Posts Tagged ‘cheddar’

I fell behind a little bit in my project, as we went out of town a couple times and our 11-month-old has kept me pretty busy. She is crawling everywhere, standing, and into everything, so I can really only get things done when she is sleeping! Oh, and some days we only take one nap! I also wanted to make some of my favorite summer dishes (gazpacho, caprese, and risotto) before the season is over. Summer has gone by way too quickly for my liking.

This episode, featuring another “flat” food, showcases flounder. Alton claims that flounder is a readily available fish, which is probably true in some areas, but not where I live. I called our local markets and was told that they never have flounder, and that any flounder they would order would be frozen. My only option, it seemed, was to use frozen flounder fillets, so that’s what I did.

Baked Stuffed Flounder

The first flounder recipe is for flounder fillets stuffed with a vegetable filling. This recipe, as written, makes enough for four to six people, so I halved it for us. To make the full recipe, you’ll first want to cook enough rice to yield three cups of cooked rice. You can set the rice aside until later. To start the filling, melt 2 T butter in a skillet over medium-low heat, adding a chopped medium onion and a pinch of Kosher salt.


Onion and Kosher salt in skillet with melted butter.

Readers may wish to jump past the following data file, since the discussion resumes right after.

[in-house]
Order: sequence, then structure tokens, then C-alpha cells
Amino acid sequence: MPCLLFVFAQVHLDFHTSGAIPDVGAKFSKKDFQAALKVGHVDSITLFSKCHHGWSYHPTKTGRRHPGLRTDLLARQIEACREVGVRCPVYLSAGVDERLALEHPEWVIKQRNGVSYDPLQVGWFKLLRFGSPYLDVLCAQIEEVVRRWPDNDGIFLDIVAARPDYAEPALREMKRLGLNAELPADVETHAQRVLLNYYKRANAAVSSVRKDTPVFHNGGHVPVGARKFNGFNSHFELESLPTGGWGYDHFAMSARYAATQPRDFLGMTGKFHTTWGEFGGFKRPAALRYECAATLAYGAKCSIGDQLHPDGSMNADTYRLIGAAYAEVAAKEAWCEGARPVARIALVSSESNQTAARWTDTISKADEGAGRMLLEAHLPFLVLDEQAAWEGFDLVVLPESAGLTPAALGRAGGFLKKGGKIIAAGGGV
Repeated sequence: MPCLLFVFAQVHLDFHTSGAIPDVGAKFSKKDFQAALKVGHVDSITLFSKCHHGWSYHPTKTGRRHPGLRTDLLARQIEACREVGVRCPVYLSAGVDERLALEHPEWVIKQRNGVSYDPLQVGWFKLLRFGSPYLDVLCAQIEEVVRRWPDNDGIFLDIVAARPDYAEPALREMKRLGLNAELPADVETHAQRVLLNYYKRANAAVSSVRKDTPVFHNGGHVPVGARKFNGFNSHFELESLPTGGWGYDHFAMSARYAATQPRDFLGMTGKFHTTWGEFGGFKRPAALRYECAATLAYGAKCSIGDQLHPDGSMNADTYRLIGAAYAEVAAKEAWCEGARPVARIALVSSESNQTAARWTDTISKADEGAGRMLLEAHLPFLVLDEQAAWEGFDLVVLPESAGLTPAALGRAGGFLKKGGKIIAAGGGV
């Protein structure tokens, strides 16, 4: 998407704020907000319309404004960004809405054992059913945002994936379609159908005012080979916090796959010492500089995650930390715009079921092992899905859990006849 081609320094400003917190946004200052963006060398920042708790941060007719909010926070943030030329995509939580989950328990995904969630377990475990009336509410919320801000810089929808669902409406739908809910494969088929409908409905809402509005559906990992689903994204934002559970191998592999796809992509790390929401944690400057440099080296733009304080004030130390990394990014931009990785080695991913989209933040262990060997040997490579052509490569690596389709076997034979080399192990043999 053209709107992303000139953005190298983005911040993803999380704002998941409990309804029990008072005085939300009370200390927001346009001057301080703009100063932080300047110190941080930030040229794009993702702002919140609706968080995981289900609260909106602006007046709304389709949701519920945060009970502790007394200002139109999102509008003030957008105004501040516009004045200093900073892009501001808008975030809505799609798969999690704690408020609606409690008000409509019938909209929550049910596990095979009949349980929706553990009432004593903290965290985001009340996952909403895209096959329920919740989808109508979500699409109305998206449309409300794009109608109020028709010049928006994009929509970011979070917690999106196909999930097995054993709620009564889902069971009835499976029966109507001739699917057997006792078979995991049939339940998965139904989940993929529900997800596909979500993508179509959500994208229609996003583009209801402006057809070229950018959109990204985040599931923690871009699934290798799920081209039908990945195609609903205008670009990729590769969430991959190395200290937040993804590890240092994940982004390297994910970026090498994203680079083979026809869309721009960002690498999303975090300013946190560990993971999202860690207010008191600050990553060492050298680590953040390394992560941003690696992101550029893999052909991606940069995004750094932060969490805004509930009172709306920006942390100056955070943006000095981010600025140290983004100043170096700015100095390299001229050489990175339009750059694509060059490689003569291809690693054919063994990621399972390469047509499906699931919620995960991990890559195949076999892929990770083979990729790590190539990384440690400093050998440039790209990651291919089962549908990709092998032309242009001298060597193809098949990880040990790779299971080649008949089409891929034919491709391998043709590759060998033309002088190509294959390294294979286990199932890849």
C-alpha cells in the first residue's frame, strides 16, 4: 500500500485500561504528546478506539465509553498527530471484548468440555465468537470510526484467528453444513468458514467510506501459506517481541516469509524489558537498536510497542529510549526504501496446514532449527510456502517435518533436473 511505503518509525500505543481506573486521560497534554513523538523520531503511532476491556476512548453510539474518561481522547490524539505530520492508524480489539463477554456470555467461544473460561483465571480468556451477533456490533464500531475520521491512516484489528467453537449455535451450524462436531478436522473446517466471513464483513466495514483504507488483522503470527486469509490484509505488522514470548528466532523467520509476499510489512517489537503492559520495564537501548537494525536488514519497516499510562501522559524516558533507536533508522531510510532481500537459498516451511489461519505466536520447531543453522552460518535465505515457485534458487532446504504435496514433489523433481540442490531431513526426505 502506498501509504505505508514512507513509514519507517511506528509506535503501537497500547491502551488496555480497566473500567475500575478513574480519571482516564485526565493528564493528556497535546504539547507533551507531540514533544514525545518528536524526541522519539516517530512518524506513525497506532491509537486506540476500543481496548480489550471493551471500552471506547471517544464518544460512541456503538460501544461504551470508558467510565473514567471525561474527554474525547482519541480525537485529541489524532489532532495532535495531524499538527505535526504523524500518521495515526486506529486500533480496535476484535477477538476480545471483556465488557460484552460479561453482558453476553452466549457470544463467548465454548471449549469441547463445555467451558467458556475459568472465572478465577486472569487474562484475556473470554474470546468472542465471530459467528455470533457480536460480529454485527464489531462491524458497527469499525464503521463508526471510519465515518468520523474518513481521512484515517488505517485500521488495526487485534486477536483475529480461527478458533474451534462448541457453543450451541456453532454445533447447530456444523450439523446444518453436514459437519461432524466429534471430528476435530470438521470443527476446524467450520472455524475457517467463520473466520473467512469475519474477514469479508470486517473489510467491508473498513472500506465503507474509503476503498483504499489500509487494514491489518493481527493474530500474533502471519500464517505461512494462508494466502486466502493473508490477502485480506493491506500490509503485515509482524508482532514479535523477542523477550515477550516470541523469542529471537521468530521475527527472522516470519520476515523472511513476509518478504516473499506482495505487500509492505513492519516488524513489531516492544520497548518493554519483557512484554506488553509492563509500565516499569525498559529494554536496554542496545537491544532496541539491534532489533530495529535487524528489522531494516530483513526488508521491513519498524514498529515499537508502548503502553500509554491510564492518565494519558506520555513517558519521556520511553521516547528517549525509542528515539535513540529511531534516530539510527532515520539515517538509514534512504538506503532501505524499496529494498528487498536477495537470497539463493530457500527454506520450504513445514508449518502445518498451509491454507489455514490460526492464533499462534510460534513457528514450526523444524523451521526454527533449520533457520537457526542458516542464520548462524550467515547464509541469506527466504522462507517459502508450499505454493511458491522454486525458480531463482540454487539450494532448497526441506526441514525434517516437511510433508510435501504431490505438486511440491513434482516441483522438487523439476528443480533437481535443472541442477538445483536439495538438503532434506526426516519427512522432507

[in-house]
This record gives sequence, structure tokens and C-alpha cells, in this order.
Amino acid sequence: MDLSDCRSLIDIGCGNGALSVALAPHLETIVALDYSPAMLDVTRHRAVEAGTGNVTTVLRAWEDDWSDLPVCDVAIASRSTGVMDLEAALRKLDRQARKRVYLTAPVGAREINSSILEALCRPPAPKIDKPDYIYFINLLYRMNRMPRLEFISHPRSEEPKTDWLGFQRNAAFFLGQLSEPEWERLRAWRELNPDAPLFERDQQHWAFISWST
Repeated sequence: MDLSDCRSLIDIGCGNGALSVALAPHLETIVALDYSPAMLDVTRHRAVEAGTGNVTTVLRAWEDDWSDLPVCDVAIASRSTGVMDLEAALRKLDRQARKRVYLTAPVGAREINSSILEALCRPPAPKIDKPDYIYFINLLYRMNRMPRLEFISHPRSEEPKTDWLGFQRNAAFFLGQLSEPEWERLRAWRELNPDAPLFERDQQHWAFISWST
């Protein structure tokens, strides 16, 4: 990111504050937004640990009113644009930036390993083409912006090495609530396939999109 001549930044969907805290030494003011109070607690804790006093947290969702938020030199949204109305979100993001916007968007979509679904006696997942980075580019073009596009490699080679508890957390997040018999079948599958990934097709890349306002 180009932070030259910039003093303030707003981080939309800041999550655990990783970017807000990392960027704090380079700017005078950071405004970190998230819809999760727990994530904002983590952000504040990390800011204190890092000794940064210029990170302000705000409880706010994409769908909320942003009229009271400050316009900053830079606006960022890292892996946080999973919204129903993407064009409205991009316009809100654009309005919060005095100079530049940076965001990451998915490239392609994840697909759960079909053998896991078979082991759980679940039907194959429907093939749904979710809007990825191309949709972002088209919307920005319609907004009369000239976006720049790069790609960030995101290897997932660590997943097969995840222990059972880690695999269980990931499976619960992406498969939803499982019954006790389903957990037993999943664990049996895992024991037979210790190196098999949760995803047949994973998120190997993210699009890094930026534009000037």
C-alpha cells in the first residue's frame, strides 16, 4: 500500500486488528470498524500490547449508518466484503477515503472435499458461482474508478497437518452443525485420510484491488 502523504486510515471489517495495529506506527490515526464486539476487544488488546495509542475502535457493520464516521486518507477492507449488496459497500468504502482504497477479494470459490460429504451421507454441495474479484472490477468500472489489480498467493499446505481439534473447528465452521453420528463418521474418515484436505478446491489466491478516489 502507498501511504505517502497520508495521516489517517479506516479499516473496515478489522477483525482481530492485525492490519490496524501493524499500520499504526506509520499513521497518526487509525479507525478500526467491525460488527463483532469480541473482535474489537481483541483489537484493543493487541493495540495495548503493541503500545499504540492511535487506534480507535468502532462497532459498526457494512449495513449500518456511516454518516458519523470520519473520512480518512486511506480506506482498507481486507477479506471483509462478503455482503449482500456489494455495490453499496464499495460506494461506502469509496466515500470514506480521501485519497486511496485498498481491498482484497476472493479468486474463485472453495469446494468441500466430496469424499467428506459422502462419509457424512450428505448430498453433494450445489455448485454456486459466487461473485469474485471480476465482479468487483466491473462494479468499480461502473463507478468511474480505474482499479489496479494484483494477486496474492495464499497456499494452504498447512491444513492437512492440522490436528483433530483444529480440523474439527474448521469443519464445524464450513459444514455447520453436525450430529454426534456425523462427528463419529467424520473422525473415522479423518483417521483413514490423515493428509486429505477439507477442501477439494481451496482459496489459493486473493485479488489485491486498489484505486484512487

While the onion sweats, pour 1 C heavy cream and 1/4 C white wine into a saucier over medium heat, and whisk as you bring the mixture to a simmer.


Heavy cream and white wine in saucier.

Meanwhile, add 1 minced clove of garlic to the onion and cook for a minute. Once the cream mixture is simmering, slowly whisk in 10 ounces of cheddar cheese, letting each addition of cheese melt before adding more. When all of the cheese is in and the sauce is smooth, remove it from the heat.


Cheese, ready to add to simmering cream/wine.

To finish the filling, add to the onion pan 10 ounces of chopped frozen spinach that has been thawed and drained, along with the zest of a lemon. Next, add 2 T chopped parsley, 1/2 t Kosher salt, and 1/4 t pepper. Remove the filling from the heat.

Stir the cheese sauce again before placing 1 1/2 to 2 pounds of flounder fillets on a sheet pan. Season the fish liberally with Kosher salt and pepper. Distribute the spinach filling among the fillets, placing a mound at the widest part of each filet.